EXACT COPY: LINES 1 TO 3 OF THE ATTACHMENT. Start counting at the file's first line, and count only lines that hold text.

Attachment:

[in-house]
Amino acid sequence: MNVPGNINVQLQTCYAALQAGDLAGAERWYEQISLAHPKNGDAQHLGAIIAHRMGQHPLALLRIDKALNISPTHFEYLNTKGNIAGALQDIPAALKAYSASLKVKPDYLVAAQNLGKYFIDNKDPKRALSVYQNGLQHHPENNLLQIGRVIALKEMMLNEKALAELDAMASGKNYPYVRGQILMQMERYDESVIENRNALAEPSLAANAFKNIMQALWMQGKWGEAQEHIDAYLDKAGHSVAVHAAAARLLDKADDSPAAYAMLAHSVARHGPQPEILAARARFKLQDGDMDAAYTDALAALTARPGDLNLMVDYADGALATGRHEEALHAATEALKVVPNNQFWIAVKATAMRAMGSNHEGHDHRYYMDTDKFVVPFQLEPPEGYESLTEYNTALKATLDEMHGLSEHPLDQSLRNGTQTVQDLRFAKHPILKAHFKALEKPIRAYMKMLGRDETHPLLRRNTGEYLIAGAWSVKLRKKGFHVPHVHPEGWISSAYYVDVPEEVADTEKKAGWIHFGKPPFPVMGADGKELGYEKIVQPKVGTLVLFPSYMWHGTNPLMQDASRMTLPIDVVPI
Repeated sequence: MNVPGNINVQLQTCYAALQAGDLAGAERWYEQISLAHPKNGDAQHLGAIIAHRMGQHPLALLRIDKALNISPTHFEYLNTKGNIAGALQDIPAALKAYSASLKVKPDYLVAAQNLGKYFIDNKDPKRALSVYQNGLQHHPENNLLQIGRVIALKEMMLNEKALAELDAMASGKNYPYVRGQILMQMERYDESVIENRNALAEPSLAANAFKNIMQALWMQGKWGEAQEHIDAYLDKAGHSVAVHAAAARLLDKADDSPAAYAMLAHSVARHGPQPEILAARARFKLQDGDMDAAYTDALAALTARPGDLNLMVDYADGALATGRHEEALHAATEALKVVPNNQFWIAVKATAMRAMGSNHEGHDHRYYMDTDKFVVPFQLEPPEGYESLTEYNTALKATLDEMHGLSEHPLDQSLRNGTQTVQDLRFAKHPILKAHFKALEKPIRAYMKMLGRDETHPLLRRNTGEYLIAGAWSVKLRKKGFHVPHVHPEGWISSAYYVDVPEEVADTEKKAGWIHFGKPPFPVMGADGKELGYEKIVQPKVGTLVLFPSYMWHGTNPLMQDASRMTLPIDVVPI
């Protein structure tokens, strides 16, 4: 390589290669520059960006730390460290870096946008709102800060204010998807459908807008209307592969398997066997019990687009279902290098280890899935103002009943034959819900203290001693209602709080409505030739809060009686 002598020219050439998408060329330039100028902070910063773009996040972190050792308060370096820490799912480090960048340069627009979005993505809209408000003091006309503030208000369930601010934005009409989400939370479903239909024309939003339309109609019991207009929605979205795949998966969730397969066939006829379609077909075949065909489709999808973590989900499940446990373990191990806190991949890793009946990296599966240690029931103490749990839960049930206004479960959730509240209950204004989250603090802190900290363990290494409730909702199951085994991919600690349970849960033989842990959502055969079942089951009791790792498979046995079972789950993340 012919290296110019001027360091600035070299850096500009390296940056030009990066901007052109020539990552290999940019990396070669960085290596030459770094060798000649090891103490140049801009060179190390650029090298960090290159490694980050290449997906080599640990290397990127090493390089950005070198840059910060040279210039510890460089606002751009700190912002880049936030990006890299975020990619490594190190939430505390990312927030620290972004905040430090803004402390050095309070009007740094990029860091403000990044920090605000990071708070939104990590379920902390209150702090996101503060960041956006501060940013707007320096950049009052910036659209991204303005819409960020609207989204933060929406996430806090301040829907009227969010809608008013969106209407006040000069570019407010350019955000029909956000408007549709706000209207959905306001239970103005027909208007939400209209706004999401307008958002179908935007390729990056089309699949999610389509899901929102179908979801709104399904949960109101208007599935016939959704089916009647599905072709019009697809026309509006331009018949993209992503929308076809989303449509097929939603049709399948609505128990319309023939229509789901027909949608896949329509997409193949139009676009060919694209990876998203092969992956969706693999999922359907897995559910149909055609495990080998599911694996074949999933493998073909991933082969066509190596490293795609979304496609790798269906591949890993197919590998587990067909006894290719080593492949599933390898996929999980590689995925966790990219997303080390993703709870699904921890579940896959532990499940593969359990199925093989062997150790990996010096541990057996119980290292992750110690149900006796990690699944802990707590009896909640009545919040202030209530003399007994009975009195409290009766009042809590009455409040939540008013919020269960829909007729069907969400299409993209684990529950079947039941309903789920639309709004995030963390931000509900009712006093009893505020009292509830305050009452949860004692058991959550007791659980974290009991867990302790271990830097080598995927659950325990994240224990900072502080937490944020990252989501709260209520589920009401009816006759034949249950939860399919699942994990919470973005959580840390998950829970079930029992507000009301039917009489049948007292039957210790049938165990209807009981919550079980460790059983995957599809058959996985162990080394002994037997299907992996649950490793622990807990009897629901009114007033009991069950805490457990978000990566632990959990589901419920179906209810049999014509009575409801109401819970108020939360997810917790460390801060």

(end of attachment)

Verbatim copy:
[in-house]
Amino acid sequence: MNVPGNINVQLQTCYAALQAGDLAGAERWYEQISLAHPKNGDAQHLGAIIAHRMGQHPLALLRIDKALNISPTHFEYLNTKGNIAGALQDIPAALKAYSASLKVKPDYLVAAQNLGKYFIDNKDPKRALSVYQNGLQHHPENNLLQIGRVIALKEMMLNEKALAELDAMASGKNYPYVRGQILMQMERYDESVIENRNALAEPSLAANAFKNIMQALWMQGKWGEAQEHIDAYLDKAGHSVAVHAAAARLLDKADDSPAAYAMLAHSVARHGPQPEILAARARFKLQDGDMDAAYTDALAALTARPGDLNLMVDYADGALATGRHEEALHAATEALKVVPNNQFWIAVKATAMRAMGSNHEGHDHRYYMDTDKFVVPFQLEPPEGYESLTEYNTALKATLDEMHGLSEHPLDQSLRNGTQTVQDLRFAKHPILKAHFKALEKPIRAYMKMLGRDETHPLLRRNTGEYLIAGAWSVKLRKKGFHVPHVHPEGWISSAYYVDVPEEVADTEKKAGWIHFGKPPFPVMGADGKELGYEKIVQPKVGTLVLFPSYMWHGTNPLMQDASRMTLPIDVVPI
Repeated sequence: MNVPGNINVQLQTCYAALQAGDLAGAERWYEQISLAHPKNGDAQHLGAIIAHRMGQHPLALLRIDKALNISPTHFEYLNTKGNIAGALQDIPAALKAYSASLKVKPDYLVAAQNLGKYFIDNKDPKRALSVYQNGLQHHPENNLLQIGRVIALKEMMLNEKALAELDAMASGKNYPYVRGQILMQMERYDESVIENRNALAEPSLAANAFKNIMQALWMQGKWGEAQEHIDAYLDKAGHSVAVHAAAARLLDKADDSPAAYAMLAHSVARHGPQPEILAARARFKLQDGDMDAAYTDALAALTARPGDLNLMVDYADGALATGRHEEALHAATEALKVVPNNQFWIAVKATAMRAMGSNHEGHDHRYYMDTDKFVVPFQLEPPEGYESLTEYNTALKATLDEMHGLSEHPLDQSLRNGTQTVQDLRFAKHPILKAHFKALEKPIRAYMKMLGRDETHPLLRRNTGEYLIAGAWSVKLRKKGFHVPHVHPEGWISSAYYVDVPEEVADTEKKAGWIHFGKPPFPVMGADGKELGYEKIVQPKVGTLVLFPSYMWHGTNPLMQDASRMTLPIDVVPI